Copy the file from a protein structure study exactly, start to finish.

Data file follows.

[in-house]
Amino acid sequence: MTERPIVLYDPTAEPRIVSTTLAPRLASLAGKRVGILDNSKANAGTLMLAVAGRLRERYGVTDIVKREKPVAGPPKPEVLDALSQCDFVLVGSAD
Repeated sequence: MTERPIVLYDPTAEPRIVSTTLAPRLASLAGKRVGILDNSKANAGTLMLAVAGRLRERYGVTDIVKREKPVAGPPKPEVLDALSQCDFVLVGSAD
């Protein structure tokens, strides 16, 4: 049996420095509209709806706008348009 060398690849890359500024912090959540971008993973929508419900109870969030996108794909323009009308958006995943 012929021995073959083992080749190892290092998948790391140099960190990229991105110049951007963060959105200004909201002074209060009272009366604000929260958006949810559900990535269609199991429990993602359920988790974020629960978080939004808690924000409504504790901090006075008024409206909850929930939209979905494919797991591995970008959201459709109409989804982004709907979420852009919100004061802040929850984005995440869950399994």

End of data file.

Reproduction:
[in-house]
Amino acid sequence: MTERPIVLYDPTAEPRIVSTTLAPRLASLAGKRVGILDNSKANAGTLMLAVAGRLRERYGVTDIVKREKPVAGPPKPEVLDALSQCDFVLVGSAD
Repeated sequence: MTERPIVLYDPTAEPRIVSTTLAPRLASLAGKRVGILDNSKANAGTLMLAVAGRLRERYGVTDIVKREKPVAGPPKPEVLDALSQCDFVLVGSAD
């Protein structure tokens, strides 16, 4: 049996420095509209709806706008348009 060398690849890359500024912090959540971008993973929508419900109870969030996108794909323009009308958006995943 012929021995073959083992080749190892290092998948790391140099960190990229991105110049951007963060959105200004909201002074209060009272009366604000929260958006949810559900990535269609199991429990993602359920988790974020629960978080939004808690924000409504504790901090006075008024409206909850929930939209979905494919797991591995970008959201459709109409989804982004709907979420852009919100004061802040929850984005995440869950399994």